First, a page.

Zephaniah 1:7, 12-18 (NRSV)
Verse 7Be silent before the Lord God! For the day of the Lord is at hand; the Lord has prepared a sacrifice, he has consecrated his guests. Verse 12At that time I will search Jerusalem with lamps, and I will punish the people who rest complacently on their dregs, those who say in their hearts, "The Lord will not do good, nor will he do harm." Verse 13Their wealth shall be plundered, and their houses laid waste. Though they build houses, they shall not inhabit them; though they plant vineyards, they shall not drink wine from them.
Verse 14The great day of the Lord is near, near and hastening fast; the sound of the day of the Lord is bitter, the warrior cries aloud there. Verse 15That day will be a day of wrath, a day of distress and anguish, a day of ruin and devastation, a day of darkness and gloom, a day of clouds and thick darkness, Verse 16a day of trumpet blast and battle cry against the fortified cities and against the lofty battlements. Verse 17I will bring such distress upon people that they shall walk like the blind; because they have sinned against the Lord, their blood shall be poured out like dust, and their flesh like dung. Verse 18Neither their silver nor their gold will be able to save them on the day of the Lord's wrath; in the fire of his passion the whole earth shall be consumed; for a full, a terrible end he will make of all the inhabitants of the earth.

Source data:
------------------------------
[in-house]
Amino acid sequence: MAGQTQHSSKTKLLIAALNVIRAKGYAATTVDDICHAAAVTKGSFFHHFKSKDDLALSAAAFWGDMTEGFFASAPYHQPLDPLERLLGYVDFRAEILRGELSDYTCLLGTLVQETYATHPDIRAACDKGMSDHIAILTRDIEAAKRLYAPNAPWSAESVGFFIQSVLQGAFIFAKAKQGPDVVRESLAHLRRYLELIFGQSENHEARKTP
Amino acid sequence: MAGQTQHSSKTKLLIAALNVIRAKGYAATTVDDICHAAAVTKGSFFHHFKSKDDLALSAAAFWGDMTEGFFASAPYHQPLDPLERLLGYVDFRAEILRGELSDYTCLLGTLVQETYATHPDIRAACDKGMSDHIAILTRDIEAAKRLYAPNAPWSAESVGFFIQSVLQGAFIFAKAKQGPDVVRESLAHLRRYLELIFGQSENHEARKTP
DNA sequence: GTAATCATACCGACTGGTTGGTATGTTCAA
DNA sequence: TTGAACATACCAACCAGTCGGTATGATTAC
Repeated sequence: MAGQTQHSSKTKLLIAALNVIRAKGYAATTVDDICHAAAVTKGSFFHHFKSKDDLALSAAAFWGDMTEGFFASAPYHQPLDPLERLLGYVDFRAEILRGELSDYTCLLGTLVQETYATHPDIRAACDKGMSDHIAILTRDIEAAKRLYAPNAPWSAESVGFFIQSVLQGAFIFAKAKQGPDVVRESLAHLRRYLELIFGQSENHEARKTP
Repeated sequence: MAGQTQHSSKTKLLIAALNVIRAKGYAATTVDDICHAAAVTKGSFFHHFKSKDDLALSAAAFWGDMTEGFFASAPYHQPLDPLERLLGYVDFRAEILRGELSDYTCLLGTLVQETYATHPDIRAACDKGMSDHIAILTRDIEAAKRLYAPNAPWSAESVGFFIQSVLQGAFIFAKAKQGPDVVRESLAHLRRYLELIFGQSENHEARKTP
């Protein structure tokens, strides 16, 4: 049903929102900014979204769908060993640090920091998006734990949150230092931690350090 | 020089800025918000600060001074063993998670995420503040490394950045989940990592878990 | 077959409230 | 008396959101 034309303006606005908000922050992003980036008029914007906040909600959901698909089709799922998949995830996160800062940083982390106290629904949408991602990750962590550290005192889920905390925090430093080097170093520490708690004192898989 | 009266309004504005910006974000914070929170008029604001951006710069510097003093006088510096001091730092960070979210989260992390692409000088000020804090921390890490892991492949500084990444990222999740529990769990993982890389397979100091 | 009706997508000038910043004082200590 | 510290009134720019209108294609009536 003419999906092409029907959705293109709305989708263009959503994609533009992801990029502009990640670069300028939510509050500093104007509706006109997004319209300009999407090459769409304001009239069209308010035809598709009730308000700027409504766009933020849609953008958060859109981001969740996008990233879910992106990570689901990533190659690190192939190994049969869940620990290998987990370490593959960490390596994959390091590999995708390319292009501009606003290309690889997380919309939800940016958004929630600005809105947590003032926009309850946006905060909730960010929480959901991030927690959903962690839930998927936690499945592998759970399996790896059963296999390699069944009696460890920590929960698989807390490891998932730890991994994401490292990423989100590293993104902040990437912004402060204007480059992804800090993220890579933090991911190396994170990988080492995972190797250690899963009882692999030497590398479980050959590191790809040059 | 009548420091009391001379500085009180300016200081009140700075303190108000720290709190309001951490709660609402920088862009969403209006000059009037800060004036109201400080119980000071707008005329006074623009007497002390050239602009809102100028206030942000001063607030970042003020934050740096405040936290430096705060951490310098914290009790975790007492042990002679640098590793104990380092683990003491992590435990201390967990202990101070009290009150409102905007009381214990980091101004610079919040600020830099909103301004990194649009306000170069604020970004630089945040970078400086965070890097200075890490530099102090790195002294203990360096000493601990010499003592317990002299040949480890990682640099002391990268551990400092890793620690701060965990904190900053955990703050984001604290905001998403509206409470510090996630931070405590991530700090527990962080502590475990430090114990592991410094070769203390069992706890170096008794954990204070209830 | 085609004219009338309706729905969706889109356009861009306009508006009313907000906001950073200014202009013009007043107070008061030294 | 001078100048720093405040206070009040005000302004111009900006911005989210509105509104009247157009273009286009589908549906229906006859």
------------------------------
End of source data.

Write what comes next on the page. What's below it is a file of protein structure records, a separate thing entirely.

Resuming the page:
This coming Sunday marks the next to last Sunday of the church year, when the scripture readings and reflection have traditionally focused on end times and the “Day of the Lord.” On Ash Wednesday our foreheads were marked with ashes and we heard those sobering words: “From dust you have come, and to dust you shall return.” So then and now, how indeed shall we think and act when faced with questions of our relationship to God and the end of life?
Zephaniah, like the prophet Amos, invited God’s people to reconsider complacent lives conducted as if God had nothing to do with their lives. “The Lord will not do good, nor will he do harm,” they presumed. Zephaniah challenged them to a call to responsible and alert living in the awareness that God is not absent and cares about the creation, and that there will come a time of accounting for how we live accordingly.
O Lord, our God, teach us to live in the awareness that you have not abandoned your creation, and that you call us to live not in complacence, but with awareness that this life rests in your hands and by your mercy. Amen.